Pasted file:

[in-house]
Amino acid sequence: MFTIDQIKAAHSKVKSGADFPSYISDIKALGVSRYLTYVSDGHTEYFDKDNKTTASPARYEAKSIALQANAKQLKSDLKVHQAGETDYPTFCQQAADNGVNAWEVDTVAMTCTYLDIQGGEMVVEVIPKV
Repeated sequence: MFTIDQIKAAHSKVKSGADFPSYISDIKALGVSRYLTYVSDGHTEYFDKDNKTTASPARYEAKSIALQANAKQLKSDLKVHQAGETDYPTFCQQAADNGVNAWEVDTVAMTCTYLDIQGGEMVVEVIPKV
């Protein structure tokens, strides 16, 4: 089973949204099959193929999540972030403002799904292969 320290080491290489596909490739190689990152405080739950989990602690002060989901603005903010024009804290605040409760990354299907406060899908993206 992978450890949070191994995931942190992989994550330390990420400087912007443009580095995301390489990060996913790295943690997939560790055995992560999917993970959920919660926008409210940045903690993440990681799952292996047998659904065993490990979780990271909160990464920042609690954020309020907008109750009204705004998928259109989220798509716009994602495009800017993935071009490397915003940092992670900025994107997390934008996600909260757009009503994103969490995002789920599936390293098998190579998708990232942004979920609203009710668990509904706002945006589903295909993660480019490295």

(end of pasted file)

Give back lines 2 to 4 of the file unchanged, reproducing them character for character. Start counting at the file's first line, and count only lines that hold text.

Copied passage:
Amino acid sequence: MFTIDQIKAAHSKVKSGADFPSYISDIKALGVSRYLTYVSDGHTEYFDKDNKTTASPARYEAKSIALQANAKQLKSDLKVHQAGETDYPTFCQQAADNGVNAWEVDTVAMTCTYLDIQGGEMVVEVIPKV
Repeated sequence: MFTIDQIKAAHSKVKSGADFPSYISDIKALGVSRYLTYVSDGHTEYFDKDNKTTASPARYEAKSIALQANAKQLKSDLKVHQAGETDYPTFCQQAADNGVNAWEVDTVAMTCTYLDIQGGEMVVEVIPKV
């Protein structure tokens, strides 16, 4: 089973949204099959193929999540972030403002799904292969 320290080491290489596909490739190689990152405080739950989990602690002060989901603005903010024009804290605040409760990354299907406060899908993206 992978450890949070191994995931942190992989994550330390990420400087912007443009580095995301390489990060996913790295943690997939560790055995992560999917993970959920919660926008409210940045903690993440990681799952292996047998659904065993490990979780990271909160990464920042609690954020309020907008109750009204705004998928259109989220798509716009994602495009800017993935071009490397915003940092992670900025994107997390934008996600909260757009009503994103969490995002789920599936390293098998190579998708990232942004979920609203009710668990509904706002945006589903295909993660480019490295």